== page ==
He’s made so many clutch plays for the Spurs over the years just by continuing to be in the right place and the right time. Whether as a sixth man or starter, Ginobli has continued to contribute immensely to the Spurs success. Even after being written off due to a poor performance in last year’s finals, Manu, like his team, is enjoying a surprising resurgence.
So much so that he’s indicated that he will be back for at least one more season with the Spurs next year. With the veterans chipping in and working hard, it’s hard not to see the effects on younger players such as Kawhi Leonard. The third year product of San Diego State plays small forward and stands at 6’7” and 225 lbs.
He’s a great defender and scorer already and he’s coming off a star-making performance in last year’s NBA finals vs. Miami. Leonard is the future in San Antonio and he gets to learn from three of the greatest players in Spurs history in Duncan, Parker and Ginobli, as well as one of the greatest coaches in the NBA Gregg Popovich.
Of his young star, Pop said: I think he is going to be a star. And as time goes on, he will be the face of the Spurs, I think.
At both ends of the court, he is really a special player. And what makes me be so confident about him is that he wants it so badly. He wants to be a good player, I mean a great player. He comes early, he stays late, and he is coachable, he is just like a sponge.
When you consider he only had (two years) of college and no training camp yet, you can see that he is going to be something else. And if anyone knows talent, it’s Gregg Popovich.
Since taking over as head coach in the 1996-97 season, Popovich has had a hand in the development of every player in that organization. He’s had a hand in the Hall of Fame careers of Duncan, Parker Ginobli.
Likely the future success of Kawhi Leonard will be in part due to the fact that he had the opportunity to play under Pop. Over his years in San Antonio, Popovich has built an effective system that much like its Hall of Fame big man, has so much beauty in its simplicity. Its resulted in 4 championships and 17 straight seasons of playoff appearances. It’s a simple system that relies on a motion offence.
When its played as well as the Spurs have been doing it, it’s nearly impossible to defend. Generally, it involves a player in motion, usually a guard, going through a set of screens and getting ready to receive a pass or hand off the ball at the elbow. It’s a simple play but leads to so many variations depending on the parts. It invariably leads to high percentage shots and open looks, which in turn leads to points. That’s where the genius of Popovich lies.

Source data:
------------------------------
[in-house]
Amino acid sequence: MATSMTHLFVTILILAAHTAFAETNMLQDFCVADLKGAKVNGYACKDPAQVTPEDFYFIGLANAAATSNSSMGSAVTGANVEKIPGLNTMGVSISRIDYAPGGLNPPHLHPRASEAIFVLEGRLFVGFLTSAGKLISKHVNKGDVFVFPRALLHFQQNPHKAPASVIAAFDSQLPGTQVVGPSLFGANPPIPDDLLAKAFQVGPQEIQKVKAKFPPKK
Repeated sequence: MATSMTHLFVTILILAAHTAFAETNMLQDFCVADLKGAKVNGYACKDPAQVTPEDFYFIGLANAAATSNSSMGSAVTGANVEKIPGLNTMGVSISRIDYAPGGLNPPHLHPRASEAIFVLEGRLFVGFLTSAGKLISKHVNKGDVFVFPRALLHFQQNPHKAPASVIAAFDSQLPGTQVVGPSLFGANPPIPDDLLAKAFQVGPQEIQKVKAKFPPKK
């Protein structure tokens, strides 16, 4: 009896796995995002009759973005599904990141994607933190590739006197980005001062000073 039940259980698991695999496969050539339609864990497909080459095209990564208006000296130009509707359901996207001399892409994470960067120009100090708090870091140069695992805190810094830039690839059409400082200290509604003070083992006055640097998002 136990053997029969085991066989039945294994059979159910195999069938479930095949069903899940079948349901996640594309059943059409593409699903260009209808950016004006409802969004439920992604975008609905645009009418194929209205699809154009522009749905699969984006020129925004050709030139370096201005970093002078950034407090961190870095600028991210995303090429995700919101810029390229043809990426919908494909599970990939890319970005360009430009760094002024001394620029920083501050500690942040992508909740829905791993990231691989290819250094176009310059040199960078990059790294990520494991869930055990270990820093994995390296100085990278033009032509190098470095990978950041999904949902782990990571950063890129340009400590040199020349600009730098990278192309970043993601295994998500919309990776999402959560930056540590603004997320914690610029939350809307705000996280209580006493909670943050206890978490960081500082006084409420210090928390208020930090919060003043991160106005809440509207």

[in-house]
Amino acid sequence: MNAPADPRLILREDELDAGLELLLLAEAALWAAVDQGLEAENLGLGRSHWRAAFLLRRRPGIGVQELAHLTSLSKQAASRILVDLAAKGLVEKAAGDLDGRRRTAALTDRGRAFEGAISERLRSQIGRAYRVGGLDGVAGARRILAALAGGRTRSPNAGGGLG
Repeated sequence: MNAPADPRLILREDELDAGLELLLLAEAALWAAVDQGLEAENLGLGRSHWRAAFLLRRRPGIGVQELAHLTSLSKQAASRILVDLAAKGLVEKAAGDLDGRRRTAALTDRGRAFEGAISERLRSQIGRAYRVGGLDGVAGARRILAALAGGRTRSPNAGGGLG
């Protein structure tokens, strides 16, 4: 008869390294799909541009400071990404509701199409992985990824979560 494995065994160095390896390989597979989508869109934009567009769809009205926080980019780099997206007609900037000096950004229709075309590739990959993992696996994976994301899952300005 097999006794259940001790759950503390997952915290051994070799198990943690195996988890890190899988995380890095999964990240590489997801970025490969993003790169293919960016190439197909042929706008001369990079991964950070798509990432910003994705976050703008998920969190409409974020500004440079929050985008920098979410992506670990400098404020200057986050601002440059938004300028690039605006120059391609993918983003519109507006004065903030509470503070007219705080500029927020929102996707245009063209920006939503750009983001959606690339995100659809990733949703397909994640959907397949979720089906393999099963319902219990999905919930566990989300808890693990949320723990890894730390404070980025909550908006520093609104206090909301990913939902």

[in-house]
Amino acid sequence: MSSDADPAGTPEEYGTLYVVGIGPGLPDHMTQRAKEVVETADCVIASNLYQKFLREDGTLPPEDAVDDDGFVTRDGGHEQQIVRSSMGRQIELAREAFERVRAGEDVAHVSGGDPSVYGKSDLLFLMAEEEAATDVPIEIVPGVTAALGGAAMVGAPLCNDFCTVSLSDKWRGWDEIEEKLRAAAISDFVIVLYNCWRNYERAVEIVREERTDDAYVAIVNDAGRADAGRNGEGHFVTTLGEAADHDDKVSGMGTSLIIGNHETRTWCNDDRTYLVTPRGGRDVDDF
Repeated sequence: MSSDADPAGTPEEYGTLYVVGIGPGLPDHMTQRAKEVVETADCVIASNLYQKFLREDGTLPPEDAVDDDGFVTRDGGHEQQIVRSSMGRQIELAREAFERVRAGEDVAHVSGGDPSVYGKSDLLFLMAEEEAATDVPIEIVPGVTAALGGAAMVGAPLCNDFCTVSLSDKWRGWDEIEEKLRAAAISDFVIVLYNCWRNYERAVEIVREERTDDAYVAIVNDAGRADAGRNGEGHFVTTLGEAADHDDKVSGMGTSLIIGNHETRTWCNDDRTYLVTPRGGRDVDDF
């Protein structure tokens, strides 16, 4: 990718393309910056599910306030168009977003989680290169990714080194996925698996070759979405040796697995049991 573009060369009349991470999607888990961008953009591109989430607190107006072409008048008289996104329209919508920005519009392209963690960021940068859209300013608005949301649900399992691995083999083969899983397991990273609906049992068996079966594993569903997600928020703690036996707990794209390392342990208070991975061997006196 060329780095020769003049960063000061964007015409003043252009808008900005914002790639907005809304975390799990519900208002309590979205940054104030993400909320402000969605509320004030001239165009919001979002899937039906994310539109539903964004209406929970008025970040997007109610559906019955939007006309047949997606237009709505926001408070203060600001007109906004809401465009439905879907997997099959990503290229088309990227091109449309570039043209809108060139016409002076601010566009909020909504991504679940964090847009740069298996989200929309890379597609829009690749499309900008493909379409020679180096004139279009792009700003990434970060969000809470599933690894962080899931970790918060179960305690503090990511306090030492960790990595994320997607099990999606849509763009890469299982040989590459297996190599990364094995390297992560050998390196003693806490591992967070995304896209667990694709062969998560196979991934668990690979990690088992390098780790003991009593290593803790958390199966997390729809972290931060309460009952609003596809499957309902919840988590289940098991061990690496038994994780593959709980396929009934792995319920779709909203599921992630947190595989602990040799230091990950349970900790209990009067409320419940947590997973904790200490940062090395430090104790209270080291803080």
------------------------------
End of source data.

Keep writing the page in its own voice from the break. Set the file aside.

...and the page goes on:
He’s able to make so many players fit in that offence and become efficient components of it. Whether its cast-offs like Boris Diaw or Marco Belinelli, or young players like Danny Green or Cory Joseph, every one of them can play a different role and create unique sets in the motion offence. Combine that with the punishing, physical, yet highly intelligent defence that the Spurs play and you’ve got a team that will be competitive for as long as their is talent in place to support the system.
Popovich deserves so much credit for the longevity of the Spurs and should be named coach of the year at the end of this season given how much his squad has exceeded every expectation.
Spurs basketball isn’t pretty to the casual fan. If you want alley-oops and fancy dunks, the Clippers are probably your best bet, but if you want to know how the game of basketball should be played then start watching the Spurs.
In fact, watch the Spurs beat the Clippers in five or six games if they meet in the playoffs. One day Parker, Duncan, Ginobli and even Popovich will all be gone and the Spurs dynasty will likely come to an end.
Their legacy will live on in Kawhi Leonard and other young players and how long they can keep this tradition of excellence going.
However, it’s not over yet. The playoffs are just around the corner and the Spurs are chasing another title.
Don’t bet against them.